From the late 1800s, when the first hydropower turbines were installed on Columbia River tributaries, into the 1960s water power from dams in the Columbia River Basin provided most of the electricity in the Pacific Northwest. Then, as population increased and the regional economy grew, demand for electricity surpassed the output of the dams. Other types of power plants were built, steadily adding to the region’s electricity supply. Primarily these were thermal plants fueled by coal, nuclear fission and natural gas. These plants boil water to make steam; the pressurized steam drives power-generating turbines. The modern power supply also includes propeller-driven turbines that make electricity from wind.
Electricity in the Northwest still is dominated by hydropower, which accounts for about 51 percent of the supply. The amount of hydropower varies with water conditions. Most of the region’s hydropower is generated on the Columbia River and its tributaries, but there also are dams on other rivers, particularly those that empty into Puget Sound. In years when precipitation and runoff are normal, the region’s hydroelectric system can provide about 16,000 average megawatts of electricity (an average megawatt is one million watts supplied continuously for a period of one year). The amount can be as much as 20,000 in a wet year or as little as 12,000 in a dry year. About 20 percent of the region’s electricity comes from plants that burn coal, and about 21 percent comes from plants that burn natural gas. The region’s single operating nuclear plant, located in eastern Washington, provides 3.2 percent of the region’s power. In all, the region’s power supply totals about 32,000 megawatts.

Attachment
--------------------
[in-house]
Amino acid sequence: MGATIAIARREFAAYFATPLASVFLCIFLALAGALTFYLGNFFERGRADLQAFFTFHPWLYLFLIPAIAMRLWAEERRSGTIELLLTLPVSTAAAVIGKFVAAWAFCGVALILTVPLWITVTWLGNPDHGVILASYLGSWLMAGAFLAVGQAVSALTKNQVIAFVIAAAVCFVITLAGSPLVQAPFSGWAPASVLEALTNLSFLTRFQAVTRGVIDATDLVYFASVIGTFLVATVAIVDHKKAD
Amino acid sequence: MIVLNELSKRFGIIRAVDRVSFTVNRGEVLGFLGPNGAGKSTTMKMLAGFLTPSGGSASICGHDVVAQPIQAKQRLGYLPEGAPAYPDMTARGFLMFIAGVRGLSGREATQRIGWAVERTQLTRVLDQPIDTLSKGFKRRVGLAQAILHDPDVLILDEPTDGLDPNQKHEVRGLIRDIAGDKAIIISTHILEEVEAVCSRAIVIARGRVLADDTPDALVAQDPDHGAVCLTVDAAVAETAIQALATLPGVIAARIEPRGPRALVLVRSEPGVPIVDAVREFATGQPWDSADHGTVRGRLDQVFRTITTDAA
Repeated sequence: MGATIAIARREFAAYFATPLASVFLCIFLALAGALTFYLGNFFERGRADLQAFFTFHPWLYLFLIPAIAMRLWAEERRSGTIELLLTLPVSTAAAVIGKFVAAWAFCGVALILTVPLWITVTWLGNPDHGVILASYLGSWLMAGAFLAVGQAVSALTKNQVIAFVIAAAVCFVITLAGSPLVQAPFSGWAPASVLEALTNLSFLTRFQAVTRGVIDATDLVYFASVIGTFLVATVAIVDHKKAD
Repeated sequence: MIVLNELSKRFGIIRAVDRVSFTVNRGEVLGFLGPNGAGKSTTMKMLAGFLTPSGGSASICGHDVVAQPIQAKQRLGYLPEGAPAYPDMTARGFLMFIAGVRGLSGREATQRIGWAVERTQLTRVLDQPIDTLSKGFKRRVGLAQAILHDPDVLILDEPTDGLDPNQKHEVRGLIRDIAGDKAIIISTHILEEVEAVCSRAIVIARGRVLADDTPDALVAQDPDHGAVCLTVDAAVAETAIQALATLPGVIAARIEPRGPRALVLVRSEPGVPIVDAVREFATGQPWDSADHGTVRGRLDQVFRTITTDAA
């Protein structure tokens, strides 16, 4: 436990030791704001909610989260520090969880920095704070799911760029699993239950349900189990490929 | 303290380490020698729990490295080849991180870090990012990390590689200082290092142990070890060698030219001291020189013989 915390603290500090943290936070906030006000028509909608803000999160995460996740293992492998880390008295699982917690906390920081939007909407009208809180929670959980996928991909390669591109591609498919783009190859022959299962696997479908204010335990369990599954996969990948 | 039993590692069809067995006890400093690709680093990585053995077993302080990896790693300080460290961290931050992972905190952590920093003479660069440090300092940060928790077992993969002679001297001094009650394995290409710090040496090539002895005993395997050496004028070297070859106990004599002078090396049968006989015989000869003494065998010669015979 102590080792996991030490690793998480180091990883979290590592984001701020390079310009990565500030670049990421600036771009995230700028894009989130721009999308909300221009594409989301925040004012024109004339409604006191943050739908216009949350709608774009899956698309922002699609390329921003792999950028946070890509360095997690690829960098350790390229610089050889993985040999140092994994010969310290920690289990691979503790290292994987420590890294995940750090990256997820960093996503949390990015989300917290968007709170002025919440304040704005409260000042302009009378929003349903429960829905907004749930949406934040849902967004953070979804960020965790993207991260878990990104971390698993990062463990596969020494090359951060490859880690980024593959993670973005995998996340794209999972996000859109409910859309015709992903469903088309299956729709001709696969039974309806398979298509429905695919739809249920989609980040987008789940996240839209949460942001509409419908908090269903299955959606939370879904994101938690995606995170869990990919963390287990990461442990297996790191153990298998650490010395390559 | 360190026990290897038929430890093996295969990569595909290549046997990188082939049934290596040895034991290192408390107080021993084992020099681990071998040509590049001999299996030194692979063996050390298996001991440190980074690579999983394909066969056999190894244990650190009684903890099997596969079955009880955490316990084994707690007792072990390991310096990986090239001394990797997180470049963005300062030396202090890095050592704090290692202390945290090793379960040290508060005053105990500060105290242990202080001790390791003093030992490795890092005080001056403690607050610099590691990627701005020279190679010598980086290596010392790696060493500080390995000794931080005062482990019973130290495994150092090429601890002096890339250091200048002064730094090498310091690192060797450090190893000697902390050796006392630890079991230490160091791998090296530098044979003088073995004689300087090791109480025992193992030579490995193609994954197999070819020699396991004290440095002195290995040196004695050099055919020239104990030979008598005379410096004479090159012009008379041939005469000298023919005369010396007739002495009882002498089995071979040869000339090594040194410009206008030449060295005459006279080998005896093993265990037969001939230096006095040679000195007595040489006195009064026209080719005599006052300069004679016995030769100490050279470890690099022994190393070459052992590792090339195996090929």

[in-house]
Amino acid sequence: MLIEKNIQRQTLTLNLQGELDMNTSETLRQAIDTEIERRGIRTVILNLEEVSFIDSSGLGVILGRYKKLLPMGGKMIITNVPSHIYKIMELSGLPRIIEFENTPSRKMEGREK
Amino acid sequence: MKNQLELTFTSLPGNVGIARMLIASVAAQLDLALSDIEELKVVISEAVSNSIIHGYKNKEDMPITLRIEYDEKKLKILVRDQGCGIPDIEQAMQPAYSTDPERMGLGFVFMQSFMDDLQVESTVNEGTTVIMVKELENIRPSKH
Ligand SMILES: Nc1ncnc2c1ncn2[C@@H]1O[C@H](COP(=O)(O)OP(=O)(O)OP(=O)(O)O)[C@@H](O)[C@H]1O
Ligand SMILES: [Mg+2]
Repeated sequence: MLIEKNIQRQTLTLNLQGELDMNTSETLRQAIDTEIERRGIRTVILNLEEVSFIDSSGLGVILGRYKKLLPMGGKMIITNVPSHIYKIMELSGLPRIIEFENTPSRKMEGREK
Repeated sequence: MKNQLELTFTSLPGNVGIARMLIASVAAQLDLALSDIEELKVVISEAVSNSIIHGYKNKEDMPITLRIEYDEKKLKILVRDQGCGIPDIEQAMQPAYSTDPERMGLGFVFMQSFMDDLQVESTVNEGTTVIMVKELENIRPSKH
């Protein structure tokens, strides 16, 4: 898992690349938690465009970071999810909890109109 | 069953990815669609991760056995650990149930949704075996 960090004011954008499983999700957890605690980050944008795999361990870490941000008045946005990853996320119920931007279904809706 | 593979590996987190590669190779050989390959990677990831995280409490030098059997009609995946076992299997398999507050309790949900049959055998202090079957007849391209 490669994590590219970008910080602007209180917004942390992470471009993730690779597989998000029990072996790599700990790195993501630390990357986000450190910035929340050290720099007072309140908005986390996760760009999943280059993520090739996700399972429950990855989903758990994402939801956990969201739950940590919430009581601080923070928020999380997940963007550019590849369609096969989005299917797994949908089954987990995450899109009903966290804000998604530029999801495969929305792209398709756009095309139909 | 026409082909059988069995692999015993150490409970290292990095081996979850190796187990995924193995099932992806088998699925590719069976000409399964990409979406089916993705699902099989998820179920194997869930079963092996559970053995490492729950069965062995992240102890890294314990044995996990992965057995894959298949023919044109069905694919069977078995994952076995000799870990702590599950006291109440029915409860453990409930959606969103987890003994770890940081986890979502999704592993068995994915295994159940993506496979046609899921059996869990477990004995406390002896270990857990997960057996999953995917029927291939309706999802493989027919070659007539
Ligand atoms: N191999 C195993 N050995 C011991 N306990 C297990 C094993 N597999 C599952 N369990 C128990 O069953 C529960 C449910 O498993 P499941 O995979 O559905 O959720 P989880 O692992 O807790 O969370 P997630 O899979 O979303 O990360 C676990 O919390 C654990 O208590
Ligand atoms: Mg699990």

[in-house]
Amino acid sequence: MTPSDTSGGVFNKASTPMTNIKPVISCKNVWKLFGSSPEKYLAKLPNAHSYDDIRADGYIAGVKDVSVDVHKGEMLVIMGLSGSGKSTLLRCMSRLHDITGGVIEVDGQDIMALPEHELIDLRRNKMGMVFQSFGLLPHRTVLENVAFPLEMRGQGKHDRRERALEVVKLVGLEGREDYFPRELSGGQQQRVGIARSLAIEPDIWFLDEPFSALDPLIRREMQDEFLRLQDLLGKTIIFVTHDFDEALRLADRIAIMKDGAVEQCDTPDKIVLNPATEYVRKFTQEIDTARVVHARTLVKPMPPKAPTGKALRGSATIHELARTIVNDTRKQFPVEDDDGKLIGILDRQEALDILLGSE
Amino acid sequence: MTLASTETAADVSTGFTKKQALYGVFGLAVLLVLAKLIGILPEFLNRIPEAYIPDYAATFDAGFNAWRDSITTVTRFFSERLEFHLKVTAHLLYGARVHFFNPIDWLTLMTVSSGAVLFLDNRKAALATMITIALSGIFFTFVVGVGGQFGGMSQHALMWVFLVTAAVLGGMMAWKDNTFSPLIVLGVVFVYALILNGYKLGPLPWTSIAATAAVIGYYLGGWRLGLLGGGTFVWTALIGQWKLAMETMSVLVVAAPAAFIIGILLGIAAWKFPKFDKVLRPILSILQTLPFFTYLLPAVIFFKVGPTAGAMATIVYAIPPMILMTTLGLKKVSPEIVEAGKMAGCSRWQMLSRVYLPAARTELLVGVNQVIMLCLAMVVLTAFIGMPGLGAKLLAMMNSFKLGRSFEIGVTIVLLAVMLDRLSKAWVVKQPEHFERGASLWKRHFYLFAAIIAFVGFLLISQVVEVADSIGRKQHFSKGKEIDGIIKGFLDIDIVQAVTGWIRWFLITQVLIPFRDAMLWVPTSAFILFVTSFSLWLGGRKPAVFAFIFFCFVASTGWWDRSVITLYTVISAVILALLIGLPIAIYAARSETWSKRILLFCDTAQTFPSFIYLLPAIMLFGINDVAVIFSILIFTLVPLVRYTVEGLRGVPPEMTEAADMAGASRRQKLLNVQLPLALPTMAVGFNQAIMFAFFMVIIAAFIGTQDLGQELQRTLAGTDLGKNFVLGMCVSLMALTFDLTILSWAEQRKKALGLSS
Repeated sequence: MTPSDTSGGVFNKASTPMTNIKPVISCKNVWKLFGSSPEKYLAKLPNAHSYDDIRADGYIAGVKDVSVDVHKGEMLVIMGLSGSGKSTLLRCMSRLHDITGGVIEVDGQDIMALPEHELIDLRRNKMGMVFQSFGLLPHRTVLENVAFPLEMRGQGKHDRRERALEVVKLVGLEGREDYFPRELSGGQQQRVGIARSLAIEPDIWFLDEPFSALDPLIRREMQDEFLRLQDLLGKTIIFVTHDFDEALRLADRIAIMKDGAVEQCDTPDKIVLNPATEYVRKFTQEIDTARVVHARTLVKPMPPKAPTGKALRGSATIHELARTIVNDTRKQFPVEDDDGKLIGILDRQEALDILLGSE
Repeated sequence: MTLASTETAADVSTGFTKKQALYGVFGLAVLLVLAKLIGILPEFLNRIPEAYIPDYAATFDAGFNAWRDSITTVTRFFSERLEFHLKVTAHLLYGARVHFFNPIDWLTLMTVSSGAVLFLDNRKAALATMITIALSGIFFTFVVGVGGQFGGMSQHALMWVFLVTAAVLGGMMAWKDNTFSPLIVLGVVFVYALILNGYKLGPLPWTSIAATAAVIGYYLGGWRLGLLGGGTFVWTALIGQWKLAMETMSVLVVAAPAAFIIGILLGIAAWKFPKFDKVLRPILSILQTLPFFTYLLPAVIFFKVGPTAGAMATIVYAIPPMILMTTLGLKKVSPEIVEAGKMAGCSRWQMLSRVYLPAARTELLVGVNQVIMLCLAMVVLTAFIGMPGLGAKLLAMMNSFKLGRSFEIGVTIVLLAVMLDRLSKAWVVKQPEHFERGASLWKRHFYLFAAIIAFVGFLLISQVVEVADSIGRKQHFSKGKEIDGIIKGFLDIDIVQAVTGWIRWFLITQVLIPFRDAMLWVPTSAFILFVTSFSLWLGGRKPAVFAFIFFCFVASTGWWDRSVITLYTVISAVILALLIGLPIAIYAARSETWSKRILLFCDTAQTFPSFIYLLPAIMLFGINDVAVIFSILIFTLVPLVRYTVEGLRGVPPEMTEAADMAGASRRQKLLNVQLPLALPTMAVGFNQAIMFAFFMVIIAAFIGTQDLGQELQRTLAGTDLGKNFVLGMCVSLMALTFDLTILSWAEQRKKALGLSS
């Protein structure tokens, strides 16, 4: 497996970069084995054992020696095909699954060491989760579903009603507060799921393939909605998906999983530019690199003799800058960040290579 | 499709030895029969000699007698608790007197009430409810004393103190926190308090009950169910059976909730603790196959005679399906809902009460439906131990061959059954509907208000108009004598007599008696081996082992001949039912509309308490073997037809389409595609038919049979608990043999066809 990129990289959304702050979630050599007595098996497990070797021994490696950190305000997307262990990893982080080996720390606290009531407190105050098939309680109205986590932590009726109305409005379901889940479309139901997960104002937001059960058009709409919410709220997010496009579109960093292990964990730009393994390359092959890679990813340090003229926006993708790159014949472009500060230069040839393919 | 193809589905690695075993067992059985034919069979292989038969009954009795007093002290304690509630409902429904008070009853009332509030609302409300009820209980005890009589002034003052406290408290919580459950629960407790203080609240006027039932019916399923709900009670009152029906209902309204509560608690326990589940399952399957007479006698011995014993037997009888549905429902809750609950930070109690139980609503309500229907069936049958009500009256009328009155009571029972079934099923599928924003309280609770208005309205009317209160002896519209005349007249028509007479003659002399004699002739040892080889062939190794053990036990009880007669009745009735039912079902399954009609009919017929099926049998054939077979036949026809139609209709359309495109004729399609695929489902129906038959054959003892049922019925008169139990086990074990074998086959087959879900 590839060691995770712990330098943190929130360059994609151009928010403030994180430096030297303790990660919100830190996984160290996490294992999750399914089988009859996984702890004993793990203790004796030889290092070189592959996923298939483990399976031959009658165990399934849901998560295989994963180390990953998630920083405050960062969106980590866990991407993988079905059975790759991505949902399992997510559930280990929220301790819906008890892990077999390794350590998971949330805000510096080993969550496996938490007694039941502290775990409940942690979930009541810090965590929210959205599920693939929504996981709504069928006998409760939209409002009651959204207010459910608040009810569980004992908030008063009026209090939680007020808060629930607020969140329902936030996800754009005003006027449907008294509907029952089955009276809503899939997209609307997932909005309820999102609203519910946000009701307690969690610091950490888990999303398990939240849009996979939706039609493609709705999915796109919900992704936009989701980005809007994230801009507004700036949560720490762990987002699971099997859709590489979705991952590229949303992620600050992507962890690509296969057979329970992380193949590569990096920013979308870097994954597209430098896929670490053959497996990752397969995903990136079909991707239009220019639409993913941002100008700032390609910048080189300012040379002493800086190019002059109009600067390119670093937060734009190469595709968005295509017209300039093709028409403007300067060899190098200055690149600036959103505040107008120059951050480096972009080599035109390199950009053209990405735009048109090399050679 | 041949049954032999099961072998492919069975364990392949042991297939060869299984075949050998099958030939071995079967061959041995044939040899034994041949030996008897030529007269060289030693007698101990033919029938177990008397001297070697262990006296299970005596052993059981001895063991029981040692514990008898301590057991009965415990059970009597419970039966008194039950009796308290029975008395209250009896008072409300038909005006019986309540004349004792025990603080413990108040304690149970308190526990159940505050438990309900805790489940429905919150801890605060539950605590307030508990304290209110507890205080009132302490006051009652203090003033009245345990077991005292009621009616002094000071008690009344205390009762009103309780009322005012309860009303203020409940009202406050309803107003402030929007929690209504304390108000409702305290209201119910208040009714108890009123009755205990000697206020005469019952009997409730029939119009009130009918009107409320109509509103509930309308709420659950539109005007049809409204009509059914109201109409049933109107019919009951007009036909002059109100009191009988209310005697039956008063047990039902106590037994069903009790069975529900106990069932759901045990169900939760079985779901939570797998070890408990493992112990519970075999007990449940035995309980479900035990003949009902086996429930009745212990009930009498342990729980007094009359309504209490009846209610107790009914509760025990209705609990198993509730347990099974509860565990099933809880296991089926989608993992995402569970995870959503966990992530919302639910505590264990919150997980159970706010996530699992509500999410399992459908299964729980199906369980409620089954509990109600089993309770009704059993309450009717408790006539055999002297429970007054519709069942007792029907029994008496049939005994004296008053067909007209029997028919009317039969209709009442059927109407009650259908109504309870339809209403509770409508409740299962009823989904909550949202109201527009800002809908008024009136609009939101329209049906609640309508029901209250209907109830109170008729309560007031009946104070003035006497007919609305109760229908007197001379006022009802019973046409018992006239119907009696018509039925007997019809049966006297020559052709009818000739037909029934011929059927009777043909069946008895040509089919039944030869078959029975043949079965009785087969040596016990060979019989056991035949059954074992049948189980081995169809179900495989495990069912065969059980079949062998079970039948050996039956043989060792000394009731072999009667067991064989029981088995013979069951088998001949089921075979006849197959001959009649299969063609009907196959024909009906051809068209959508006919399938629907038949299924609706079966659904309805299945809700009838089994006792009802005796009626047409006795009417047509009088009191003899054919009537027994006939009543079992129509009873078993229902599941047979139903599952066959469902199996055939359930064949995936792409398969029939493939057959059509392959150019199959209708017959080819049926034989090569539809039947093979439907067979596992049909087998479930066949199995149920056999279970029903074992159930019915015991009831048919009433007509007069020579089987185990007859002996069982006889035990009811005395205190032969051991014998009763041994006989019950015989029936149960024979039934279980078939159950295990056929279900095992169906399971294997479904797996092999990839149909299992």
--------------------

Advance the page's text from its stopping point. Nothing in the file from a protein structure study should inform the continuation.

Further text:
The resource not shown in this map — in fact, the most important resource to the Council — is energy conservation. Consistent with the Northwest Power Act of 1980, the federal law that authorized the four Northwest states to create the Council, energy conservation gets planning preference over all other sources of electricity to meet future demand for power. At a cost that is less than the cost of building new generating plants, measures can be implemented to improve energy efficiency — insulation, double-paned windows, compact fluorescent light bulbs, low-wattage traffic lights and energy-efficient industrial motors, for example. Between 1983, when the Council completed its first Northwest Power Plan, and 2004 more than 2,900 megawatts of conservation have been achieved in the Northwest. Expressed as energy generation, that is more than enough power for two cities the size of Seattle.